by Alex Yuen (MAUD '18) — Recipient of Urban Planning and Design Thesis Prize in Urban Design
How do we build upon our economic successes while ensuring that no community is left behind? The project brings together two major contemporary urban phenomena that are not exclusive to the United States, but nevertheless extremely influential in modern American society. The first is the development of areas known as Rust Belts; former industrial centers that have undergone gradual economic decline associated with shifting market trends and manufacturing processes. The second phenomenon is the emergence of Innovation Centers, where economies are driven not by the physical output of material, but rather by the development and accumulation of knowledge. Within the American context, these two conditions come to exemplify two extremes of economic viability and success.
A new development for innovation is proposed within the city of Akron, Ohio. With a rich history tire and rubber manufacturing, Akron’s urban genesis was originally tied to manufacturing and innovation. As one of the fastest growing cities in the country in the 1920’s, Akron epitomized the early connection between urbanization and innovation. After decades of industrial decline, the city has recently developed an eco-system of innovation in polymer research and development that includes over two thousand related companies located in the area and Akron is widely considered to be the polymer capital of the world.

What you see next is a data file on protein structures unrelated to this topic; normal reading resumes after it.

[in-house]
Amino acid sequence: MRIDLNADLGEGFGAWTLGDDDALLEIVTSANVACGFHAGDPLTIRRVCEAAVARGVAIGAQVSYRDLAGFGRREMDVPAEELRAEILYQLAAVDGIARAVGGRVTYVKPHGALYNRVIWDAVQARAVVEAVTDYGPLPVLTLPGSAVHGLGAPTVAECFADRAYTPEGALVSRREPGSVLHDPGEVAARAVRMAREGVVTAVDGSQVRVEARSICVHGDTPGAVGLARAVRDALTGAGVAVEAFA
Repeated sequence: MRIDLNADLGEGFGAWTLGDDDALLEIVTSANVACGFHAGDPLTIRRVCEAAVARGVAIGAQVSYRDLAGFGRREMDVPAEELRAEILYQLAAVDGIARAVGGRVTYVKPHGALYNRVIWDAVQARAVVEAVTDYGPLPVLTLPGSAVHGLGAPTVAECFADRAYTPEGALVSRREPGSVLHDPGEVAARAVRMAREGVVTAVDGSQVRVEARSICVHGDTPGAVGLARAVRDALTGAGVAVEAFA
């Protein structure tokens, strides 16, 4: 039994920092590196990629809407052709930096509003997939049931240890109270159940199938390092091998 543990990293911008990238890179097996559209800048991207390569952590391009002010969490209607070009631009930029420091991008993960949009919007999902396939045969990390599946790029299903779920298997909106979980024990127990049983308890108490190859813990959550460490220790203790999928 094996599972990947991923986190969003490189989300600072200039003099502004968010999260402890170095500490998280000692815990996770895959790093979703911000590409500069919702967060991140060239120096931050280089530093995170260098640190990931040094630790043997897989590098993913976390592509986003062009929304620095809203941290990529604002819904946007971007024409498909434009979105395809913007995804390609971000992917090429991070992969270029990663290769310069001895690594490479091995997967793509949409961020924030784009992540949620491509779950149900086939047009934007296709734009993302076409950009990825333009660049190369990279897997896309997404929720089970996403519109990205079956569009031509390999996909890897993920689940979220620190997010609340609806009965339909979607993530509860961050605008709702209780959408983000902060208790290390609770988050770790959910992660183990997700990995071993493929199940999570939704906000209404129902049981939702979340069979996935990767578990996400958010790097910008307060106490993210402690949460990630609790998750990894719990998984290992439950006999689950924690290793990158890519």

This thesis asserts that innovation should, once again, be urban. The project imagines a new habitat for this ecosystem while simultaneously proposing a refreshed model for the North American innovation campus that rethinks pressing issues of openness, flexibility, sustainability, and relationship to its physical and social context.
The design project posits that neither the isolated headquarter campus nor acupunctural situated incubator can adequately resolve the spacial or contextual requirements of the modern innovation hub or the cities that are home to them. Rather, a new development for innovation in the Rust Belt takes advantage of the available land, but also emphasizes certain concentrated densities. The project is a necessary hybrid, accommodating the social interaction that is promoted by the mat, but allowing for the accumulation of vertical programmatic specificity.
The mat elements, or platform, support a sense of industrial flaneur, where innovators and creators are encouraged to move throughout the different labs and production facilities. Imagined as a collection of spaces that aggregate due to the economic and research advantages of clustering, these elements utilize one of the most resilient industrial types, and Akron staple, the hangar, for its structural and financial efficiency.
Established upon the platform is a second ground which remediates the current brownfield site into a public free space. Towers and slabs emerge from the platform, providing space for both isolated research to occur as well as housing for a floating population of locals and new arrivals, simultaneously refreshing and strengthening Akron’s wavering real estate market. Wary of potential aesthetic obsolescence, the project maintains a balance between landscape and strategically implemented built form that establishes a discernable image of urbanity for the polymer industry and Akron at large.